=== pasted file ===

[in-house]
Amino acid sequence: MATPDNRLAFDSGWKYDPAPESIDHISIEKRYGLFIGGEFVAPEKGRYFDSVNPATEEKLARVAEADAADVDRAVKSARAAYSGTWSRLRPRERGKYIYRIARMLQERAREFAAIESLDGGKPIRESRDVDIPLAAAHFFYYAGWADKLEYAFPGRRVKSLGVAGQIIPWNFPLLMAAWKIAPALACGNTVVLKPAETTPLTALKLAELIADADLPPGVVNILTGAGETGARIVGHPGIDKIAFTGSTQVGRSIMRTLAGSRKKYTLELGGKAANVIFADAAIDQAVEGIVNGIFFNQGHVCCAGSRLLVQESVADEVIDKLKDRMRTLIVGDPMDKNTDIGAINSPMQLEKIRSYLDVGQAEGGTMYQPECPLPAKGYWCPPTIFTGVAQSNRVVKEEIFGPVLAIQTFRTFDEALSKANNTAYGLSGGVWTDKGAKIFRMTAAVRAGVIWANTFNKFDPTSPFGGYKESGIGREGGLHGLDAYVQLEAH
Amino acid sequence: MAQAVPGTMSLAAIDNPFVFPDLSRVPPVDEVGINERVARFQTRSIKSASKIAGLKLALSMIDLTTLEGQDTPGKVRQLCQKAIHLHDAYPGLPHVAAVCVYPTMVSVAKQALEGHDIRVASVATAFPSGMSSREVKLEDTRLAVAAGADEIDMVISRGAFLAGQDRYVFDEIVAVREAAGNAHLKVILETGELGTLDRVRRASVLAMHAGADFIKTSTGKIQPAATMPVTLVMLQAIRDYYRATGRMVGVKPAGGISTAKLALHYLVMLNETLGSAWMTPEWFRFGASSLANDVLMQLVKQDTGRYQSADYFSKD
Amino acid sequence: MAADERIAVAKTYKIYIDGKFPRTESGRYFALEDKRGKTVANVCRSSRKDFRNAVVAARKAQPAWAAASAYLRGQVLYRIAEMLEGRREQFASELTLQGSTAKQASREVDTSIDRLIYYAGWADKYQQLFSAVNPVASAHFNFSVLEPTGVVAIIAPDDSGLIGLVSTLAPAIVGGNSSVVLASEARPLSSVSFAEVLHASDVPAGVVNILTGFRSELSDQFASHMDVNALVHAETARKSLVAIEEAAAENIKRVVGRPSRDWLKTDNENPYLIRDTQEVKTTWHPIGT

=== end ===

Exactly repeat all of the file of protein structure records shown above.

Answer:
[in-house]
Amino acid sequence: MATPDNRLAFDSGWKYDPAPESIDHISIEKRYGLFIGGEFVAPEKGRYFDSVNPATEEKLARVAEADAADVDRAVKSARAAYSGTWSRLRPRERGKYIYRIARMLQERAREFAAIESLDGGKPIRESRDVDIPLAAAHFFYYAGWADKLEYAFPGRRVKSLGVAGQIIPWNFPLLMAAWKIAPALACGNTVVLKPAETTPLTALKLAELIADADLPPGVVNILTGAGETGARIVGHPGIDKIAFTGSTQVGRSIMRTLAGSRKKYTLELGGKAANVIFADAAIDQAVEGIVNGIFFNQGHVCCAGSRLLVQESVADEVIDKLKDRMRTLIVGDPMDKNTDIGAINSPMQLEKIRSYLDVGQAEGGTMYQPECPLPAKGYWCPPTIFTGVAQSNRVVKEEIFGPVLAIQTFRTFDEALSKANNTAYGLSGGVWTDKGAKIFRMTAAVRAGVIWANTFNKFDPTSPFGGYKESGIGREGGLHGLDAYVQLEAH
Amino acid sequence: MAQAVPGTMSLAAIDNPFVFPDLSRVPPVDEVGINERVARFQTRSIKSASKIAGLKLALSMIDLTTLEGQDTPGKVRQLCQKAIHLHDAYPGLPHVAAVCVYPTMVSVAKQALEGHDIRVASVATAFPSGMSSREVKLEDTRLAVAAGADEIDMVISRGAFLAGQDRYVFDEIVAVREAAGNAHLKVILETGELGTLDRVRRASVLAMHAGADFIKTSTGKIQPAATMPVTLVMLQAIRDYYRATGRMVGVKPAGGISTAKLALHYLVMLNETLGSAWMTPEWFRFGASSLANDVLMQLVKQDTGRYQSADYFSKD
Amino acid sequence: MAADERIAVAKTYKIYIDGKFPRTESGRYFALEDKRGKTVANVCRSSRKDFRNAVVAARKAQPAWAAASAYLRGQVLYRIAEMLEGRREQFASELTLQGSTAKQASREVDTSIDRLIYYAGWADKYQQLFSAVNPVASAHFNFSVLEPTGVVAIIAPDDSGLIGLVSTLAPAIVGGNSSVVLASEARPLSSVSFAEVLHASDVPAGVVNILTGFRSELSDQFASHMDVNALVHAETARKSLVAIEEAAAENIKRVVGRPSRDWLKTDNENPYLIRDTQEVKTTWHPIGT